Sen. Blumenthal on Trump obstruction bombshell: 'We have a constitutional crisis looming'


Trump has created a crisis for this nation, and Congress must act immediately before it gets any worse.

While Donald Trump is insisting to other world leaders what a fantastic success he's had as president thus far, a crisis is looming at home.

That's according to Sen. Richard Blumenthal, the Connecticut Democrat who has been arguing for months that Congress must affirmatively act to protect special counsel Robert Mueller's investigation, in case Trump tries to fire him.

That concern is no longer hypothetical, as the New York Times reported Thursday night that Trump did indeed try to fire Mueller within a month of his appointment last year, and the only thing that stopped him was his own attorney's threat to quit.

"We have, now, a constitutional crisis looming," Blumenthal told MSNBC's Rachel Maddow, "and that's the reason why we need to protect the special counsel with legislation that I've offered, along with a number of Republican colleagues, and Democrats, to make sure that the special counsel is protected in this investigation."

Why, Maddow asked, is this more than "just a fight" but an actual constitutional crisis?

Blumenthal laid it out very clearly.

"It would be a constitutional crisis because it would involve the president exceeding his authority under the Constitution, violating statutes, and potentially confronting Congress, which would hold him accountable to obey the law."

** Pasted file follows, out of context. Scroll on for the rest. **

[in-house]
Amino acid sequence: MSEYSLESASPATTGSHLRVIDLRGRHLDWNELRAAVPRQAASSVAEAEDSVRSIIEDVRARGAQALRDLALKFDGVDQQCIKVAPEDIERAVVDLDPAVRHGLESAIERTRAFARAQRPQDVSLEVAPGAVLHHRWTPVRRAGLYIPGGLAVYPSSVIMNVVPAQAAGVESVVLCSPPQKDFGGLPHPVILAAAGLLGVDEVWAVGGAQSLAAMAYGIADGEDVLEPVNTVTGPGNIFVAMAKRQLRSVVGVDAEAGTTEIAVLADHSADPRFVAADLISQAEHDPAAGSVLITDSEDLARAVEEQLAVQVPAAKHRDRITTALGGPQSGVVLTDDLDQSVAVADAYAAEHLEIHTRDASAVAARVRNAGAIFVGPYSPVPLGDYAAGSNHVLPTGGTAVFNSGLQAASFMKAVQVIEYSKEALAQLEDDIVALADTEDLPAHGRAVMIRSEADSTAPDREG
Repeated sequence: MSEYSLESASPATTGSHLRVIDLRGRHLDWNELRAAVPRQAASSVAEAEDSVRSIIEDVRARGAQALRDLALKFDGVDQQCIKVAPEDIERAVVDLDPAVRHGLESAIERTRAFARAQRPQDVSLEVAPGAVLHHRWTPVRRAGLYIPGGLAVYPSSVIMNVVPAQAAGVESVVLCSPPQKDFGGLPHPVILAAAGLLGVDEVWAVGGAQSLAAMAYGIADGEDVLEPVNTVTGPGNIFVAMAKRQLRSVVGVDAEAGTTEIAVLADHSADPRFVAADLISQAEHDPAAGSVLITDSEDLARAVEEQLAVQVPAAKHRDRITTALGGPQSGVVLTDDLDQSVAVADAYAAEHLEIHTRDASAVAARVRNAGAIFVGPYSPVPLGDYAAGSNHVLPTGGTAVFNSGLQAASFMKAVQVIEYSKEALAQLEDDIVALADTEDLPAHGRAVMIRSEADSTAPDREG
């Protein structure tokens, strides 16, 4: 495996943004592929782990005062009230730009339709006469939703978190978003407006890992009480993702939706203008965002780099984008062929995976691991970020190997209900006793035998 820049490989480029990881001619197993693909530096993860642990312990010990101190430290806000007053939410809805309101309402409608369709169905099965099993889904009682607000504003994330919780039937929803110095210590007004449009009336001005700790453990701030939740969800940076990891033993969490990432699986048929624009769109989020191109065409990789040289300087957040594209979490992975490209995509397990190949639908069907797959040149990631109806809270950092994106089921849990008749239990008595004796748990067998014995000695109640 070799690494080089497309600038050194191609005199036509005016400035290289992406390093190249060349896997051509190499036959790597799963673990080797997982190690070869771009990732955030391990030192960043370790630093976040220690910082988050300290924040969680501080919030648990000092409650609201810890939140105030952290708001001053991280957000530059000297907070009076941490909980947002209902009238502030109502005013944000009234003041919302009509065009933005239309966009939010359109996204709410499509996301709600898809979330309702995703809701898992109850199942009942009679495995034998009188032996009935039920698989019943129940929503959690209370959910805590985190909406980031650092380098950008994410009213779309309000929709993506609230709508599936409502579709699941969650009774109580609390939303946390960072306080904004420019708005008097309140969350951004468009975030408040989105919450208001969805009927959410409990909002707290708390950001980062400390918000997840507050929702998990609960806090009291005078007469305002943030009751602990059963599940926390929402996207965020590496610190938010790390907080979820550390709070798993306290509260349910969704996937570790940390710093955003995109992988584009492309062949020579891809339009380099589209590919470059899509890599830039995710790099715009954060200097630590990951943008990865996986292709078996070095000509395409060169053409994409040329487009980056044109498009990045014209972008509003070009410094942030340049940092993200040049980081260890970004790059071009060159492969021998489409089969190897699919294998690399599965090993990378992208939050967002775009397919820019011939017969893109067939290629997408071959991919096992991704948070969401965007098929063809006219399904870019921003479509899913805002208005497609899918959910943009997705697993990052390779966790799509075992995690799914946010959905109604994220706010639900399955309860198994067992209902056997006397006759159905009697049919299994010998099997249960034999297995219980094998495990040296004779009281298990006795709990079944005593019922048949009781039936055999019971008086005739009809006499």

Further, Blumenthal said, such a confrontation could look very much like the one that led to Richard Nixon's disgraceful resignation.

"That kind of confrontation may be in our future as well," he warned.

Blumenthal sits on the Judiciary Committee, one of several congressional committees investigating Trump, his campaign, his possible collusion with Russia, and his obstruction of those investigations.

Earlier this week, in fact, Blumenthal was warning about "even more powerful evidence of obstruction of justice" when it was reported that the same week Trump fired FBI Director James Comey, he asked then-acting Director Andrew McCabe  how he had voted in an apparent attempt to determine whether McCabe might be more sympathetic to Trump's efforts to shut down investigations.

It is because of these concerns that Blumenthal and others have been calling for legislation to stop Trump from firing Mueller or anyone else involved in investigating Trump. These concerns, we now know, are absolutely warranted.

So why isn't such protection in place?

Because the top Republican in the Senate, Mitch McConnell, is protecting Trump.

"I don’t hear much pressure to pass anything,” McConnell said in November. "There’s been no indication that the president or the White House are not cooperating with the special counsel."

Not only was their an indication — there was a plan to do exactly that.

The time for Congress to act to protect Mueller and all of the ongoing investigations was months ago, when Trump and Republicans first launched a smear campaign against Mueller, but now it is of the utmost urgency. We are, as Blumenthal said, in a crisis, and it is up to the party in power to finally put country before party and protect our democracy.